To many ballet critics, Ms. Seymour was perhaps the greatest dance-actress of her generation, with a fluid, naturalistic style and uncanny ability to disappear into a part. “Above all,” dance critic David Vaughan once wrote, “what makes Seymour so rare and valuable an artist is that both by intuition and intelligence she approaches all dancing in a ‘modern’ way, in the use of the whole body, the ability to convey drama through movement, the sense of commitment.”
Ms. Seymour also taught dance, dabbled in choreography and directed companies in Munich and Athens, including during a stint in the late 1970s at the Bavarian State Opera Ballet. Onstage, she performed in classics such as “Swan Lake” and “The Sleeping Beauty” — “like a good girl should,” she joked — but was happiest in new roles, which gave her a chance to find or create meaning in her steps, rather than learn a series of established movements.
Raised in a patch of rural Alberta that she described as “wheat, oil and cow country,” Ms. Seymour studied dance in Vancouver before coming under the wing of Ashton, a classical choreographer and director known for his work with the Royal Ballet. He turned to Ms. Seymour to originate roles including the lovestruck Young Girl in “The Two Pigeons” (1961), the bored housewife Natalia Petrovna in “A Month in the Country” (1976) and the modern dance pioneer Isadora Duncan, whose earthy, free-flowing technique inspired his solo work “Five Brahms Waltzes in the Manner of Isadora Duncan” (1975-76).
Ms. Seymour was also a muse for MacMillan, who cast the dancer as mysterious, seductive or independent-minded women such as Mary Vetsera in “Mayerling” (1978), about an apparent murder-suicide in 19th-century Vienna, and Anna Anderson, who claimed to be Tsar Nicholas II’s youngest daughter, in “Anastasia,” which premiered as a one-act in 1967 and was later expanded into a full-length ballet.
“We thought we were going somewhere, breaking new ground all the time,” she told the Sunday Times of London in 2017, looking back on her partnership with MacMillan. “Kenneth wanted us to come up with ideas. He filled in the scene like a theater director, then gave us a lot of responsibility in finding our way. … One of the good bits of advice he gave me was, don’t be afraid to be ugly. The other was that you’ve got to find your light, otherwise there’s no point going on.”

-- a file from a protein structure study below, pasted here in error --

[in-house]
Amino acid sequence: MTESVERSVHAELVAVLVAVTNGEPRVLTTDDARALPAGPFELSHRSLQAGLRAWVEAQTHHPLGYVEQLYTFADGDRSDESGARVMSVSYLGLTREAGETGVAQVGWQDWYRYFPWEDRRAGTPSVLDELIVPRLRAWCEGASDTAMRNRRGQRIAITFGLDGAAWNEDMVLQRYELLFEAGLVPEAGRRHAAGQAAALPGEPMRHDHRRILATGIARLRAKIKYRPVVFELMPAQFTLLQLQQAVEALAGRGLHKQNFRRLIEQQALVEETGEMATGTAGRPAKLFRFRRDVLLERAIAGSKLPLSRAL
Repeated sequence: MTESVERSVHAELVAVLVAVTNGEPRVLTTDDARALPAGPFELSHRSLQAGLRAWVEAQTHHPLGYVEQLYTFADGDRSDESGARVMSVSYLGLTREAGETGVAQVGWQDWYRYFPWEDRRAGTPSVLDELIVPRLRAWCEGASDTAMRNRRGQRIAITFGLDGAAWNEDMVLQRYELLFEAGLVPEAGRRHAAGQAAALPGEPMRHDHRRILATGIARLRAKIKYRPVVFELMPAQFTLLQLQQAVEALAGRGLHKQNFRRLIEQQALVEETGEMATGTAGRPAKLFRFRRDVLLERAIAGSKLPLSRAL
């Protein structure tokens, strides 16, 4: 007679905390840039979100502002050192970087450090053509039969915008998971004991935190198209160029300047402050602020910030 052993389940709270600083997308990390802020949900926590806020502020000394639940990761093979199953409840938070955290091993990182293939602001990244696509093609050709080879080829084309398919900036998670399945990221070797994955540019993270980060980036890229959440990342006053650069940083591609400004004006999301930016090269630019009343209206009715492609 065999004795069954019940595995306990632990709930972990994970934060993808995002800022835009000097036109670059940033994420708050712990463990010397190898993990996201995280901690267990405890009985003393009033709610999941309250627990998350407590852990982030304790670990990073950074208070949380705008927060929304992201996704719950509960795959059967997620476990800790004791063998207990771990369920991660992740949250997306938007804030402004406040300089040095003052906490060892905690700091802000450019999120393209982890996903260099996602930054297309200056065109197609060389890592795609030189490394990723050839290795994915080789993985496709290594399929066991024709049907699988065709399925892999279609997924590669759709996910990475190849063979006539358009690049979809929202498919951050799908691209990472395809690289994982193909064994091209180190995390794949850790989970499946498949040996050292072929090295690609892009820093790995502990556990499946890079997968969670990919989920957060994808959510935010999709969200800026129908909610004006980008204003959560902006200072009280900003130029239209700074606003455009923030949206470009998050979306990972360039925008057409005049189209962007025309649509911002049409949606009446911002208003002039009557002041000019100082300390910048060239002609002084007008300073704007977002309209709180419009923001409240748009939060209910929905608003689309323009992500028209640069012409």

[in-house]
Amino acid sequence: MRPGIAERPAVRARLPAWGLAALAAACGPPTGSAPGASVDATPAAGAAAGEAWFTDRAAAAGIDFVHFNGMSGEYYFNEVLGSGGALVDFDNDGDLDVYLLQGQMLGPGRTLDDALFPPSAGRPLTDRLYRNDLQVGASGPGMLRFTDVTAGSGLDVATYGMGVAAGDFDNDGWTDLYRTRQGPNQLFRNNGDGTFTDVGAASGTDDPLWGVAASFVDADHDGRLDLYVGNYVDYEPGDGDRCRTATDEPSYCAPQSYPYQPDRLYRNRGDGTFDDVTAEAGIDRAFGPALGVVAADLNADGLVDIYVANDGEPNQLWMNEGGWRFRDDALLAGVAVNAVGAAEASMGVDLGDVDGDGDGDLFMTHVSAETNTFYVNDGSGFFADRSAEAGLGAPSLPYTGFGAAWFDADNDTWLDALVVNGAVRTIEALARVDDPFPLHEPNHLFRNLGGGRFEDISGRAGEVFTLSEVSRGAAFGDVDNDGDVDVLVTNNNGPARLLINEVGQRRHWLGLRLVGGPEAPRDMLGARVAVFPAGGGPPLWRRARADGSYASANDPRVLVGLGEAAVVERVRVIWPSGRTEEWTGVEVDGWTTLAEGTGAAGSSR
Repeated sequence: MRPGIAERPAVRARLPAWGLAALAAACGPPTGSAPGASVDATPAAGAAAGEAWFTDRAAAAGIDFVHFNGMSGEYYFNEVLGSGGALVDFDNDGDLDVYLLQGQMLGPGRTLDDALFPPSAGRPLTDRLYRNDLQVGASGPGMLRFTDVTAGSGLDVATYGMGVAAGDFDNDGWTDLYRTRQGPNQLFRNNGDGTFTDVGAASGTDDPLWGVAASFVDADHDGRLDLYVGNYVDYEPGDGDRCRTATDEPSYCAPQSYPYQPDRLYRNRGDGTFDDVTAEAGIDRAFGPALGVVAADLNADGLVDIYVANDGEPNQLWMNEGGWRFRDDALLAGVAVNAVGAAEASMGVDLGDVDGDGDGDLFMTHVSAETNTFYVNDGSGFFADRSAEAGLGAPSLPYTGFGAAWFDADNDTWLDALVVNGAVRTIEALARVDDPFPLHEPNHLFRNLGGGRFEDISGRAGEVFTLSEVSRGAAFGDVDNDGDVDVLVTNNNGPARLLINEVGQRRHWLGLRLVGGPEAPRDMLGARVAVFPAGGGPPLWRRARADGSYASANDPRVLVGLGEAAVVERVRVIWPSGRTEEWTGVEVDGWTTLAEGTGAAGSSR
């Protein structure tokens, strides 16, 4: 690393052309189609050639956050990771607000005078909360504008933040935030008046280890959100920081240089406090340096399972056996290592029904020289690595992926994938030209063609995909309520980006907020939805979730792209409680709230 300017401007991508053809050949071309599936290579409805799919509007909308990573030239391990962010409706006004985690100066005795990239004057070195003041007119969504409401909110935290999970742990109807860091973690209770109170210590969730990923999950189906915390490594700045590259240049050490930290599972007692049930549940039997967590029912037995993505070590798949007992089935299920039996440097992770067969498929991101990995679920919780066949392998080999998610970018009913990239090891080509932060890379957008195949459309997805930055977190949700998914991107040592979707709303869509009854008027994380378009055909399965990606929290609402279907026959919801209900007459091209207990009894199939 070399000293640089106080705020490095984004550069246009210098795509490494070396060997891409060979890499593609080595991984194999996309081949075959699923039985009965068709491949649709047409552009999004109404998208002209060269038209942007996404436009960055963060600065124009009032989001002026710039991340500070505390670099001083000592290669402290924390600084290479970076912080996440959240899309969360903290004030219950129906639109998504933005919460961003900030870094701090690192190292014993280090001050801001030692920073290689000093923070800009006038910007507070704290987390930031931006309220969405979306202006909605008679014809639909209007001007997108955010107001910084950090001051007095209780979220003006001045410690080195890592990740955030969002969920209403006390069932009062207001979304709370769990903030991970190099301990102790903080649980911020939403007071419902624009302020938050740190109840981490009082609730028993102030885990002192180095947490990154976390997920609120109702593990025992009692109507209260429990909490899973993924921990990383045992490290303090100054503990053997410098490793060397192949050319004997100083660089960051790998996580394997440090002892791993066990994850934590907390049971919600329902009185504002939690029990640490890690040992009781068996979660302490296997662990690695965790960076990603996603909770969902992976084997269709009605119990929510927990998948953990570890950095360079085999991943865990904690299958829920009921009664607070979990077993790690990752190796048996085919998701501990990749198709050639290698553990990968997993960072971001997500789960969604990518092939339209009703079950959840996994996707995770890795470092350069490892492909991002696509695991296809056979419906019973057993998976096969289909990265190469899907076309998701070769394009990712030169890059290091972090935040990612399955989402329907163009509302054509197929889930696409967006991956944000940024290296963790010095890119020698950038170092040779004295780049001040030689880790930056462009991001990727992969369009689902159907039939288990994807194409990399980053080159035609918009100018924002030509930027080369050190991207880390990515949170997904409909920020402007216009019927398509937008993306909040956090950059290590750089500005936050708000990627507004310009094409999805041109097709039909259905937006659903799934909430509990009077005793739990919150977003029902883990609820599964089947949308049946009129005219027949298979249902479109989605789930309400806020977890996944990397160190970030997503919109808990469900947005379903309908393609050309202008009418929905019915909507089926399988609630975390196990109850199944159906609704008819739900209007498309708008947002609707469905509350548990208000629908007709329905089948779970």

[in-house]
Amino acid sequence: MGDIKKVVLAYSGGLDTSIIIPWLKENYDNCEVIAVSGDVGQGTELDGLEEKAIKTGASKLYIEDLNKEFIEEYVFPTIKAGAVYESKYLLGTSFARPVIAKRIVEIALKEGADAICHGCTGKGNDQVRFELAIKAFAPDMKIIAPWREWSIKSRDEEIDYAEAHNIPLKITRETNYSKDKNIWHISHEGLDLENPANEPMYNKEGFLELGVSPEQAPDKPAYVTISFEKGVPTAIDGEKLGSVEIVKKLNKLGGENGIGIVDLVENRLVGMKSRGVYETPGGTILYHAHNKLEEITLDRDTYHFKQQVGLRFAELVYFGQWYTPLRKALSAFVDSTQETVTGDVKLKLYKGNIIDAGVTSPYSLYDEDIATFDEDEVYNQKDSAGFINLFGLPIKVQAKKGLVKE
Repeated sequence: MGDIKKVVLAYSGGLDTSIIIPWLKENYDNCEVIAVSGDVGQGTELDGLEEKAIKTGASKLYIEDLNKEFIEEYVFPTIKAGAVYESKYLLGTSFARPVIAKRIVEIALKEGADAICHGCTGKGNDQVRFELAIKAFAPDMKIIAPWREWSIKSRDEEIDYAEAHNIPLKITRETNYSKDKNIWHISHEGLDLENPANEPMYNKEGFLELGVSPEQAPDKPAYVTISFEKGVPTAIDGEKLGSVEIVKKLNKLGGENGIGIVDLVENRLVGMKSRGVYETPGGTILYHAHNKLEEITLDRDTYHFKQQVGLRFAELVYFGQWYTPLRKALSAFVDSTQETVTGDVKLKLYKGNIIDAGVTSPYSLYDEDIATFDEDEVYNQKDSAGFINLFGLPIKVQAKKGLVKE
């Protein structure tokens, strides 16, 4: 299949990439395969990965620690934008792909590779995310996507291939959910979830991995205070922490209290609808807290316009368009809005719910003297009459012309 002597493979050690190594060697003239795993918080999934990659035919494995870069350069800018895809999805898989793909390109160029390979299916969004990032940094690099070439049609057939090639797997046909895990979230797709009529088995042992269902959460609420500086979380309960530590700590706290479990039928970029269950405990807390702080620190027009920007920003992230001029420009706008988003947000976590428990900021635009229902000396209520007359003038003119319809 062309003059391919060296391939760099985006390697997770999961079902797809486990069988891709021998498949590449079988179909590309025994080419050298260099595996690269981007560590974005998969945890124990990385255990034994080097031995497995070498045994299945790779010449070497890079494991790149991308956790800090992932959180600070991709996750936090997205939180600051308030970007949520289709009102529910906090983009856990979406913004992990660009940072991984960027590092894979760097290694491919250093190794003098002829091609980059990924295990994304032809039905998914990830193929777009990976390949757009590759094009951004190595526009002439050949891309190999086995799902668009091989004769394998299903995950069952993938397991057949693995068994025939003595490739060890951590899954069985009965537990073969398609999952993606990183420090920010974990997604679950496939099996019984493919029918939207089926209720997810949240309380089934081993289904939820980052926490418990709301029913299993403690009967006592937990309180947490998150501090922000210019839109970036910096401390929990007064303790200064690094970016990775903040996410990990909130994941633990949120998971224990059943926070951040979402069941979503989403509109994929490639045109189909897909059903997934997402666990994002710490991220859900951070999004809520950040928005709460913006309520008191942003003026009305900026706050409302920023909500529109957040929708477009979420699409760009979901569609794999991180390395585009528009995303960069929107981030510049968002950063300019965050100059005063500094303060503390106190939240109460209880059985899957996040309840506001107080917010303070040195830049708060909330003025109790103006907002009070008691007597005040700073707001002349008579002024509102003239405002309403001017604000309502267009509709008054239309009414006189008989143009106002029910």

For “The Invitation” (1960), one of her first collaborations with MacMillan, she played a young woman who is seduced and raped onstage. The cast included Christopher Gable, with whom she was later selected to star in MacMillan’s “Romeo and Juliet” (1965), a production that featured music from Russian composer Sergei Prokofiev and, with a different lead cast, became a box-office sensation.
The production “broke hearts and shattered my life,” Ms. Seymour recalled.
In her 1984 autobiography, “Lynn,” written with journalist Paul Gardner, she said that during the lead-up to the ballet, she had an abortion so that she could continue rehearsing. “We could have other children, I reasoned. Juliet was mine,” she wrote, adding that the role “was a priceless gift from Kenneth, glazed especially for me. Juliet, the classical heroine of the theater, was the culmination of all my fantasy roles as a dancer.”
But shortly before the premiere, the Royal Ballet’s American impresario, Sol Hurok, pushed for bigger stars. Ms. Seymour and Gable were dropped from the main cast, and the ballet opened with Rudolf Nureyev and prima ballerina Margot Fonteyn, to whom she was forced to teach the steps.
Relegated to the second cast, Ms. Seymour was devastated. Her marriage to dancer-turned-photographer Colin Jones soon collapsed. Yet she also found some of the success she had craved, delivering a raw, sensual performance that enthralled critics and shocked audiences.
“Where other Juliets on the balcony would look longingly up to the stars, she used to writhe like a cat in heat, brushing her arms, shoulders, neck against the balcony itself, her whole body in need of friction,” New York Times dance critic Alastair Macaulay recalled decades later. “‘That’s not Juliet, that’s a whore,’ I remember some fans saying. I was smitten.”